like Mercola, I’m starting to back away from cod liver oil. Unlike Mercola, it’s not for reasons of vitamin D toxicity (I think vitamin D DEFICIENCY is a far greater concern for most folks, especially dark-skinned peoples) but because of vitamin A toxicity concerns. If people are eating a Paleo-style diet (i.e. meat on a daily basis) and taking a good multi, then vitamin A deficiency is a highly unlikely concern. This winter I won’t be taking cod liver oil, I’ll keep taking my fish oil and will also be supplementing with 1000IU per day of vitamin D3. The Omnivore

I think Anthony Colpo forgot that we don’t all eat 2 lbs of red meat every day like he does. Besides which, a quick search through the USDA database shows that red meat is not actually that high in vitamin A, the fat contains only around 40 i.u. per 100 grams. The vitamin A content of red meat is nowhere near the vitamin A content of butter or liver. Butter contains around 3,000 i.u. per 100 grams, your RDA, along with 30% of your RDA of vitamin D. To get a decent amount of vitamin A, you’d need to eat 100 grams of liver, which would provide you with around 30,000 i.u. Cod liver oil contains no more than 5,000 i.u. of vitamin A per teaspoon.

Acne sufferers regularly take in the region of 100,000 i.u. of synthetic vitamin A every day for as long as six months, experiencing very little in the way of “side effects” AKA toxicity symptoms. Vitamin A is actually a complex of several esters that occurs in nature with vitamin D. It is not pure retinol or retinyl esters. It works together with vitamin D and vitamin K and toxicity to some extent depends on the availability of vitamin D and vitamin K to the body, though it would not be wise to go thinking you can protect yourself from toxicity merely by throwing other vitamins into the ring.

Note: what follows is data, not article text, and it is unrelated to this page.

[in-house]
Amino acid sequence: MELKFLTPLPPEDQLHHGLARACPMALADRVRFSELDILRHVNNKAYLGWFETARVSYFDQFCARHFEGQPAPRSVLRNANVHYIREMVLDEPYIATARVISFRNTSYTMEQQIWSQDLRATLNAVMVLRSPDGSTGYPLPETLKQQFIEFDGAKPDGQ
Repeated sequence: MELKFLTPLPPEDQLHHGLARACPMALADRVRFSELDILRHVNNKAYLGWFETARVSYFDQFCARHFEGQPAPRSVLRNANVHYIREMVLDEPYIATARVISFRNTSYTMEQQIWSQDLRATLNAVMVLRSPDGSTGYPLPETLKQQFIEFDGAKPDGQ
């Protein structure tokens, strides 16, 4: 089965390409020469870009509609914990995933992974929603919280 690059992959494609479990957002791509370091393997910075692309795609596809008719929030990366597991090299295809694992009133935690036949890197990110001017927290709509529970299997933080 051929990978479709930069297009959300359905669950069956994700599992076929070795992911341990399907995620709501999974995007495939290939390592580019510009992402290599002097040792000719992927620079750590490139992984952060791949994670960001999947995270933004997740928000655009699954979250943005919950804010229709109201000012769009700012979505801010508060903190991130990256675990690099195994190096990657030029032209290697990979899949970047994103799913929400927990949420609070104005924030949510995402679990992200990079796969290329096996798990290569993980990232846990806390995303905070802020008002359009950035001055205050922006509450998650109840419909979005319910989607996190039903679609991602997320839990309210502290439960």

Most of the original toxicity experiments performed on “vitamin A” were actually performed on synthetic/isolated compound acne medications like accutane. Accutane is not technically synthetic as it is produced in the body in small quantities. Accutane is known to have “a teratogenic potency in humans similar to thalidomide and rubella”, and was, along with other synthetic/analogs/isolated compounds of vitamin A incorrectly described as being “vitamin A” in moronic papers like this that cite manufacturer’s studies of artificial medications as being “vitamin A”, which they are not.

No studies on the toxicity of real vitamin A complex have been performed on humans. Comparable animal studies of natural vitamin A versus various artificial isolates differ wildly based on species (rat, mouse, hamster, rabbit, marmoset) and none have been performed on carnivorous animals, the only animals that are actually designed to consume significant amounts of preformed vitamin A!

Based on these acne medication studies the FDA then decided that *natural* vitamin A over 8,000 i.u. per day was therefore “toxic” and would mutate foetuses, and that pregnant women should get their “vitamin A” from beta-carotene. Traditionally women have eaten liver during pregnancy to ensure adequate vitamin A, which is required in significant amounts during pregnancy and lactation. A second scenario where vitamin A is required in large amounts is during puberty. Carotinoids convert poorly and inefficiently to vitamin A in the body.


Written by alienrobotgirl

7 May, 2006 at 12:51 pm

Posted in Vitamins